Show simple item record

Novel Computational Protein Design Algorithms with Applications to Cystic Fibrosis and HIV

dc.contributor.advisor Donald, Bruce R Roberts, Kyle Eugene 2014-08-27T15:20:51Z 2016-08-17T04:30:03Z 2014
dc.description.abstract <p>Proteins are essential components of cells and are crucial for catalyzing reactions, signaling, recognition, motility, recycling, and structural stability. This diversity of function suggests that nature is only scratching the surface of protein functional space. Protein function is determined by structure, which in turn is determined predominantly by amino acid sequence. Protein design aims to explore protein sequence and conformational space to design novel proteins with new or improved function. The vast number of possible protein sequences makes exploring the space a challenging problem. </p><p>Computational structure-based protein design (CSPD) allows for the rational design of proteins. Because of the large search space, CSPD methods must balance search accuracy and modeling simplifications. We have developed algorithms that allow for the accurate and efficient search of protein conformational space. Specifically, we focus on algorithms that maintain provability, account for protein flexibility, and use ensemble-based rankings. We present several novel algorithms for incorporating improved flexibility into CSPD with continuous rotamers. We applied these algorithms to two biomedically important design problems. We designed peptide inhibitors of the cystic fibrosis agonist CAL that were able to restore function of the vital cystic fibrosis protein CFTR. We also designed improved HIV antibodies and nanobodies to combat HIV infections.</p>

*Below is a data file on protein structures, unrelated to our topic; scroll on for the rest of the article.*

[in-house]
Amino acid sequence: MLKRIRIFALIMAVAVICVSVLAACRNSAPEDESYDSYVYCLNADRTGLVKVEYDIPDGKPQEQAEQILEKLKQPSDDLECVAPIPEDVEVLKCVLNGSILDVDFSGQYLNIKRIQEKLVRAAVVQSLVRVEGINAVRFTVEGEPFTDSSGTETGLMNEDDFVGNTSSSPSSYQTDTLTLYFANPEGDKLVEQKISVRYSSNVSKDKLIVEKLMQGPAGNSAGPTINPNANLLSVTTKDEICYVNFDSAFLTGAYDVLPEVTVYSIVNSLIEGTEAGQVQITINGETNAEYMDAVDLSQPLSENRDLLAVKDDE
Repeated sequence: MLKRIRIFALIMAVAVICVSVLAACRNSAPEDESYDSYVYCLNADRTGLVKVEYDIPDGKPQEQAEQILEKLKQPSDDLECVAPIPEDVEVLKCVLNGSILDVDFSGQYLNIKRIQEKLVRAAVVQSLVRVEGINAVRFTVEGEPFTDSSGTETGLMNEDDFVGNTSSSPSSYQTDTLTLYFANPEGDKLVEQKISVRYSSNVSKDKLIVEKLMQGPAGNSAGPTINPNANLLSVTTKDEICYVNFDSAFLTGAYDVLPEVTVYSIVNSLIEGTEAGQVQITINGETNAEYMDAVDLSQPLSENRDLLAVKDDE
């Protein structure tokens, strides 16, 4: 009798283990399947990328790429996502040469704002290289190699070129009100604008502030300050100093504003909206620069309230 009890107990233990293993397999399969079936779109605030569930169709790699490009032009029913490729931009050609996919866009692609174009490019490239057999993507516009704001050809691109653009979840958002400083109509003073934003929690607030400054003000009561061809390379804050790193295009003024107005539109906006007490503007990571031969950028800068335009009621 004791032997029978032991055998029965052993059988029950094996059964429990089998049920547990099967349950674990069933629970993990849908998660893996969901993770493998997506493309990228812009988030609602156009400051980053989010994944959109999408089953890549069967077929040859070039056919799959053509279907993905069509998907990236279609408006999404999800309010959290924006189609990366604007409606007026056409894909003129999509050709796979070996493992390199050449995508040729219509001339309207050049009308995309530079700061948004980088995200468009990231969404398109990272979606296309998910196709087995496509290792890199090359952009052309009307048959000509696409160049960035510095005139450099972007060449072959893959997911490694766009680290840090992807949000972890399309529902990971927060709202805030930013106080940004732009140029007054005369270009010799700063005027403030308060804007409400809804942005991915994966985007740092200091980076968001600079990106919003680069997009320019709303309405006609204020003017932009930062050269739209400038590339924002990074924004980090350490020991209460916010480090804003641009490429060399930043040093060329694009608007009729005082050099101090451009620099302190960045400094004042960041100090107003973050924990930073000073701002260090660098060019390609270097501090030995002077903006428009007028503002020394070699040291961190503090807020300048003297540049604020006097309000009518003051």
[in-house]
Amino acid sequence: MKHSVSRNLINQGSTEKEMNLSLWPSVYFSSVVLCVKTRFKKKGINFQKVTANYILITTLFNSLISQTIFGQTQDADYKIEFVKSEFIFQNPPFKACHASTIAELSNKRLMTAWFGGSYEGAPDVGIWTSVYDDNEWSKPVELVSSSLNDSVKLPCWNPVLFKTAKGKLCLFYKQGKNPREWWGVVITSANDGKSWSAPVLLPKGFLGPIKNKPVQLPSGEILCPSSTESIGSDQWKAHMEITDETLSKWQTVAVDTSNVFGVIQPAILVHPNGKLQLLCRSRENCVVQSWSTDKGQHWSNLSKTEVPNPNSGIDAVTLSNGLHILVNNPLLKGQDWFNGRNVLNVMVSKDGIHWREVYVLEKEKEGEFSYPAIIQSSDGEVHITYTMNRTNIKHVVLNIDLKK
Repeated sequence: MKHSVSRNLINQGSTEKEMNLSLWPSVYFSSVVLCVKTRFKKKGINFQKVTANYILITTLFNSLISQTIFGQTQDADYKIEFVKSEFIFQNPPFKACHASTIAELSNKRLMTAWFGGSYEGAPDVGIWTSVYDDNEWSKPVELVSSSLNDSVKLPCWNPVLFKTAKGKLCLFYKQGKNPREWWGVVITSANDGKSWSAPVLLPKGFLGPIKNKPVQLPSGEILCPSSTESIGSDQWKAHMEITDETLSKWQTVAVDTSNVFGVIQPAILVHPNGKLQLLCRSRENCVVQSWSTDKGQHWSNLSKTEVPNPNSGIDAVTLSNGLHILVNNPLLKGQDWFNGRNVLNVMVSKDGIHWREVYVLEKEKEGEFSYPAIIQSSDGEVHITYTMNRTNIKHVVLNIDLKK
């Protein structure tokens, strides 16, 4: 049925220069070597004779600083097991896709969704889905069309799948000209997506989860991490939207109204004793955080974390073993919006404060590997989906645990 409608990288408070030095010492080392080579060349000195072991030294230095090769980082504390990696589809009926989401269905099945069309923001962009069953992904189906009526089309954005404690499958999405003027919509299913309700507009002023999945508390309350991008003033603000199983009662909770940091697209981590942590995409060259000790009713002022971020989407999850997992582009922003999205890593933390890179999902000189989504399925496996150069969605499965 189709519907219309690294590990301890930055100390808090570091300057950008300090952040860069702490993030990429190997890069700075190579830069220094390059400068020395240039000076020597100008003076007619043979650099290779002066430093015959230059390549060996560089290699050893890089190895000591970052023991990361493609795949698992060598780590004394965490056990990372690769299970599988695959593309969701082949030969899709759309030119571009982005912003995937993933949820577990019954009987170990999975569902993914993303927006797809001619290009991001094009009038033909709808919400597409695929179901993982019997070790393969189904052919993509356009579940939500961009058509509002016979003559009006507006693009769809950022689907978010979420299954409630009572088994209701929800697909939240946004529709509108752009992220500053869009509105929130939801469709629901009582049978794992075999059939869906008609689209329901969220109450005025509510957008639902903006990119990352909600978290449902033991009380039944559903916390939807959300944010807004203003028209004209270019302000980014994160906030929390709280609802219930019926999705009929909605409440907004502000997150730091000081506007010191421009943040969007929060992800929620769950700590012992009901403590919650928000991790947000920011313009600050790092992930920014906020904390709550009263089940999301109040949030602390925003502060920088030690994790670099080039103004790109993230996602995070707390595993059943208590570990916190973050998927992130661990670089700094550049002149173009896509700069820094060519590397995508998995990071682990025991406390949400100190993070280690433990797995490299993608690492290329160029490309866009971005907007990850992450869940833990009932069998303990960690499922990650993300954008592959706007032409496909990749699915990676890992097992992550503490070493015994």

dc.subject Bioinformatics
dc.subject Biophysics
dc.subject Biochemistry
dc.subject Continuous Rotamers
dc.subject Cystic Fibrosis
dc.subject HIV Neutralization
dc.subject Peptide Inhibitors
dc.subject Protein Design
dc.subject Provable Algorithms
dc.title Novel Computational Protein Design Algorithms with Applications to Cystic Fibrosis and HIV
dc.type Dissertation
dc.department Computational Biology and Bioinformatics
duke.embargo.months 24

Files in this item


This item appears in the following Collection(s)

Show simple item record